Matthew: But the drama, at least as you render it in Catching Babies, seems to be more about the providers than it is about the patients.

JD: Yes.  And it could just as easily have been focused on the patients.  But as I started writing, I found the doctors, nurses, and midwives more interesting, if only because, unlike the patients, they have deliberately chosen this medical chaos. And they choose to live in it every day.  So my question has to be: why? That’s probably the core impetus for why Catching Babies morphed into a novel.  In obstetrics, especially the high-risk cases, patients’ stories are of course wildly dramatic and emotional – they swing back and forth between the extremes of our biggest hopes and worst fears – and they end up with happy endings or horrendous heartbreaks. But I came to find the doctors’ stories even more compelling, more extreme. I have gotten to know several OB/GYNs personally, several during the bizarre and brutal rituals of their residencies.  And I was morbidly fascinated by those rituals and how OB/GYN residency seemed designed explicitly to turn these generally caring and compassionate people into either martyrs or monsters. I witnessed incredible heroism among these doctors, and I also witnessed incredible cruelty and callousness.  And the harder I tried to understand the origins for these extremes in clinical behavior and attitude, the further it led into the realm of literature. The drama of the group, the unconscious acting out of old wounds, the psychology of compulsive behavior, transference and projection, the quest for spiritual wholeness, the random act of kindness or sadism by humans pushed beyond their limits – these elements are what makes for the world’s great novels.

Matthew: But you did keep the health policy elements alive and well, just beneath the surface of the story.

JD: Yes, thanks, I tried. I suppose because those elements are in fact the protagonists in these caregivers’ dramas, especially when you look at, say, the struggle over integrating midwives into the system, or the struggle over even acknowledging home-births.  It doesn’t help that most of the physicians in the system are flying blind, or flying backwards, thanks to a dearth of data and a culture gridlocked by defensive medicine.  So much of OB medicine is practiced with little or no evidence to support it, other than “this is how we do it” or “we do it this way because of the fucking lawyers.” Sorry, Matt – I don’t know if you can run that – but “fucking” seems to be the universal modifier for “lawyer” among OB/GYNs.  Anyway, the underlying presumption of almost all OB medicine is always: what will go wrong.  This is the essence of what I wrote about in my “Normal Pregnancy” piece here on THCB.  If we pathologize childbirth in America – and I certainly believe we do, and I fully understand both sides of this bitter argument – then this is where it originates, with OB/GYNs who are trained, insured, and “fucking lawyered” up to assume the worst and proceed accordingly.  Small wonder that this then becomes the staging area for so much of their own pathologizing as caregivers.  And without giving anything away, that’s the real theme of the novel.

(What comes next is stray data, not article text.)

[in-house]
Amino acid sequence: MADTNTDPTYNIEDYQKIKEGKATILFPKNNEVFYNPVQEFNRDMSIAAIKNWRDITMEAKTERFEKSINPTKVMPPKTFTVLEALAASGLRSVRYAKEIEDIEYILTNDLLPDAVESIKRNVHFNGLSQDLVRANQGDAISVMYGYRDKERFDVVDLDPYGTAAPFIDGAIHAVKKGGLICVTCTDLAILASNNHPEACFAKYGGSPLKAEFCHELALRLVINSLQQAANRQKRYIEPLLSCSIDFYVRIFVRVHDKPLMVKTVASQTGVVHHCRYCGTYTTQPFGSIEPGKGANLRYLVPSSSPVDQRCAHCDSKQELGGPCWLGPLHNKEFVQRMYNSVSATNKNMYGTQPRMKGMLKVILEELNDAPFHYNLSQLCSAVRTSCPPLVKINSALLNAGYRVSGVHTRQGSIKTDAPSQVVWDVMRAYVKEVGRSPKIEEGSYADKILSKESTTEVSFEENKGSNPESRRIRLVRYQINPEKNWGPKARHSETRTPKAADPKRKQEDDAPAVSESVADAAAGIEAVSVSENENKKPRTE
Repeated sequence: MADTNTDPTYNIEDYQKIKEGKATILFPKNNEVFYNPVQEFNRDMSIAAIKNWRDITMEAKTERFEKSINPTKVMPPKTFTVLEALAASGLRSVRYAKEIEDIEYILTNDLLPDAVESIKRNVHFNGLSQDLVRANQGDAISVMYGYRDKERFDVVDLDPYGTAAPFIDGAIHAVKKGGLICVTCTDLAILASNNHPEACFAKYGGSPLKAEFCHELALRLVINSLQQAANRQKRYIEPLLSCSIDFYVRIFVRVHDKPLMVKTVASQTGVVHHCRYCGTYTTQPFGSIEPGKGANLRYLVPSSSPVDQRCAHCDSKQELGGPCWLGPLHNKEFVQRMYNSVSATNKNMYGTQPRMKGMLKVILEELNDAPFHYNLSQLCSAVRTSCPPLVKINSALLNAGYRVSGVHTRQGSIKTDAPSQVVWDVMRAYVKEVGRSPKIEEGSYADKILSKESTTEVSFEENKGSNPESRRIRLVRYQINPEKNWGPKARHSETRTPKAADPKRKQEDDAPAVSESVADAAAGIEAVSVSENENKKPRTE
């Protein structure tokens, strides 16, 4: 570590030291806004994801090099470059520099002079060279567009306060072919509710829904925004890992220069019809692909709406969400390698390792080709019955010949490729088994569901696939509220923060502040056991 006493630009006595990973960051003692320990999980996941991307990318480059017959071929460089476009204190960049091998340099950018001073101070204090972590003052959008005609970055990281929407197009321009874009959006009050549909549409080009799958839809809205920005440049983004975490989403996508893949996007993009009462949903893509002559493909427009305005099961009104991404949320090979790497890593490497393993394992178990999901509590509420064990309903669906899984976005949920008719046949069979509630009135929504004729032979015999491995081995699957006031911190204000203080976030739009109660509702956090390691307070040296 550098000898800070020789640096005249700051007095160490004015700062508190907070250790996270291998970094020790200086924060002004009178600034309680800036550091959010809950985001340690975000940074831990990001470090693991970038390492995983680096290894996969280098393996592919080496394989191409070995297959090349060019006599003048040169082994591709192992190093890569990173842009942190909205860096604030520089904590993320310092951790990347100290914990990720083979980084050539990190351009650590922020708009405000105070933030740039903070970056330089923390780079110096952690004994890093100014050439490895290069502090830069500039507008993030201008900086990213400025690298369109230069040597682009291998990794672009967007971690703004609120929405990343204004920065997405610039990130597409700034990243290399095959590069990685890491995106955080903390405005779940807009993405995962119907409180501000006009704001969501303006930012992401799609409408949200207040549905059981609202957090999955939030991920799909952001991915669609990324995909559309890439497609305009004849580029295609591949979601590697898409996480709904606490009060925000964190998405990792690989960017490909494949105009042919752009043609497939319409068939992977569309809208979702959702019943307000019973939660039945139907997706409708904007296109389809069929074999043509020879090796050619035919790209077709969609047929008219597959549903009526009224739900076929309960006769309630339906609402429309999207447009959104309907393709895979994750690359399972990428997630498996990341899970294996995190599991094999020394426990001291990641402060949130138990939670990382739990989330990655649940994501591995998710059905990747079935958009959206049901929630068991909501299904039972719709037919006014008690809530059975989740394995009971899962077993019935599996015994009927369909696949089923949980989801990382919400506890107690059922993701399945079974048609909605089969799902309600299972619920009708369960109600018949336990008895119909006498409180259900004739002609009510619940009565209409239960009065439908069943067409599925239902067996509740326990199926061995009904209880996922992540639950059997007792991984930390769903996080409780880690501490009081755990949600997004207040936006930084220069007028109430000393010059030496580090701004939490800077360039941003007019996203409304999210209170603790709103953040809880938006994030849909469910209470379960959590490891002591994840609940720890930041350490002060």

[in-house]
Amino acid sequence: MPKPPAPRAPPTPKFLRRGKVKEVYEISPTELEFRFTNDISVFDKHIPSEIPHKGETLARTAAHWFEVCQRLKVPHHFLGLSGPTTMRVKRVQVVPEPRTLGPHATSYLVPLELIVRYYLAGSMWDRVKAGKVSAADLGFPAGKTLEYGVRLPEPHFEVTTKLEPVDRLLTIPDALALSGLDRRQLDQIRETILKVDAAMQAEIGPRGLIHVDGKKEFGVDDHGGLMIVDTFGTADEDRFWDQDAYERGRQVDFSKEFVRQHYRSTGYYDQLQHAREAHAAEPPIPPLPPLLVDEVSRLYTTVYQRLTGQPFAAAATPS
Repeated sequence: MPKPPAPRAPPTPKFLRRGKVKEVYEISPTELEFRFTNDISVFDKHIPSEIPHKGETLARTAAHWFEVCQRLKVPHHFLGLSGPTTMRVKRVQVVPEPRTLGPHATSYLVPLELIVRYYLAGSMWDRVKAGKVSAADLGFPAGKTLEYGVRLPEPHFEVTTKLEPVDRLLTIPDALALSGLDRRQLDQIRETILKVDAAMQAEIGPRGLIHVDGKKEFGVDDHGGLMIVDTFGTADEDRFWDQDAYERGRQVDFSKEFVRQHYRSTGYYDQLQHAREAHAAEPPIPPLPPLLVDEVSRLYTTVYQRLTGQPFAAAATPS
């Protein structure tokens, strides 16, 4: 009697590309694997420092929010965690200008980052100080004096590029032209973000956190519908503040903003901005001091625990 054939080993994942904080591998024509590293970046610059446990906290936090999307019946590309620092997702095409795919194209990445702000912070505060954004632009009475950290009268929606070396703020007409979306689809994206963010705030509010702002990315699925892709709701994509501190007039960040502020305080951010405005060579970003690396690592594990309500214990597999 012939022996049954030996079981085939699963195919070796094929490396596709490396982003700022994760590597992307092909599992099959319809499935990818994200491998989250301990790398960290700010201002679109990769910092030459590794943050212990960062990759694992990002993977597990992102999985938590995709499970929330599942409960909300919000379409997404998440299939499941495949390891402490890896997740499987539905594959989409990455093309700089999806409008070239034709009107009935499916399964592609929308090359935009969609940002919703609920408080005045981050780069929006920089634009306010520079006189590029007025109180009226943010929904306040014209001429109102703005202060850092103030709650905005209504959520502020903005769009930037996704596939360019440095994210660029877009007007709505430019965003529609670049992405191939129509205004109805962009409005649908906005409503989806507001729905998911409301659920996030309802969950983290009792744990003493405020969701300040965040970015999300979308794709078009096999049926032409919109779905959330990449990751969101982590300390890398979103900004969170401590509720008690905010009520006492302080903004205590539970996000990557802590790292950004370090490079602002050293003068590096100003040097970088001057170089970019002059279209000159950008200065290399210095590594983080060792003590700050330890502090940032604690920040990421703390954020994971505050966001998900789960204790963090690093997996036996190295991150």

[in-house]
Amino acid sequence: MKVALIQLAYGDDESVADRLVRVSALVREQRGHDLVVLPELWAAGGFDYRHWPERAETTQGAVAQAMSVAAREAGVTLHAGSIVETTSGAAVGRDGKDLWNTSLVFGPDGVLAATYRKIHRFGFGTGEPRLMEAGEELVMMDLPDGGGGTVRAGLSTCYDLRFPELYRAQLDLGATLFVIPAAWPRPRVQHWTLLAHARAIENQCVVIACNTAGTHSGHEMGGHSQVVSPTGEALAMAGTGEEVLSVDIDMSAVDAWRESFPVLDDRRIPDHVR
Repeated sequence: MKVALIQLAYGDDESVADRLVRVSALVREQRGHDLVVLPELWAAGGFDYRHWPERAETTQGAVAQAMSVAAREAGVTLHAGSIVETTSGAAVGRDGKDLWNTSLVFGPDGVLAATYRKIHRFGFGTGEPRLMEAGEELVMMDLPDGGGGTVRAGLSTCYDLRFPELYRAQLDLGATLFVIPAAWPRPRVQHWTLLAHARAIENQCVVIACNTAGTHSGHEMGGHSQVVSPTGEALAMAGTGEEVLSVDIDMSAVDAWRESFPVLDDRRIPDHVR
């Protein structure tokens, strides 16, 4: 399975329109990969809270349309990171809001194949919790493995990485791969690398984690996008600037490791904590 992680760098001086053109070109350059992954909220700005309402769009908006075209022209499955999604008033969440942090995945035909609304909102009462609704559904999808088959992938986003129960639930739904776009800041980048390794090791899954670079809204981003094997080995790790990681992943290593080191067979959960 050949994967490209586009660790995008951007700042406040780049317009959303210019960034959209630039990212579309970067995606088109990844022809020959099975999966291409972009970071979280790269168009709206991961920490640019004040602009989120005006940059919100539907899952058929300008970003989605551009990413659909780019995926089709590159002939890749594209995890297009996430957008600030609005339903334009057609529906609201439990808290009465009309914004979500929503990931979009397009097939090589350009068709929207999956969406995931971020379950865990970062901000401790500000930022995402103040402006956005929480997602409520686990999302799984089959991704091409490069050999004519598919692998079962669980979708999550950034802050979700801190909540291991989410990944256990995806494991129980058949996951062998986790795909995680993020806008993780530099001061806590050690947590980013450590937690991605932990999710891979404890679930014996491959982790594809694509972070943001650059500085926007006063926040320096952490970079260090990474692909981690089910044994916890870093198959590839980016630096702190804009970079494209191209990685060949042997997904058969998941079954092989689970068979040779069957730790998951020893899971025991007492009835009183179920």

Matthew: The wounded healer theme?

JD: Exactly.  These doctors are not just trying to heal women and catch their babies. They’re trying to heal themselves and their mothers, trying to catch themselves.  The good ones, anyway. The bad ones – well, I don’t want to give anything away.

Matthew: But there’s more. I know you well enough to say that there is clearly a little bit of you in this book. So, what about the author?

JD: I’d be insulting you and my readers if I pretended there isn’t a lot of me in this book.  I’d always heard that serious fiction isn’t fiction at all, except for its particulars, that it’s merely a channeling of the author into the story, even if it’s on another planet.  So yes, the labor and delivery floor can feel like another planet, but I am very much right there in the bigger story.  Like its central character, I came from a difficult family.  My mother suffered from disabling chronic illnesses her whole life, beginning in her early childhood, and they were exacerbated by her pregnancies with my sister and me, a fact made clear to me at a young age, and something that shows up on page two of the book.  Looking back at what I know now, I am certain she had severe post-partum depression – though we will never know of course.  This is why I have always been a bit of a crusader about the progress we’ve made in mental health diagnosis and treatment in the past few decades, and why I have been accused of going too easy on the drug industry in all of my work.  If the drugs we have now had been around when my mother was suffering in the 60s and 70s, her life and my childhood would have been radically better.  It wasn’t until I was well into the writing of Catching Babies – with a central character who is a hyper-vigilant OB/GYN with anhedonia, cut off from his biological family, haunted by his childhood, and completely over-involved with the well-being of his patients – that I realized this was probably why I was writing this book in the first place.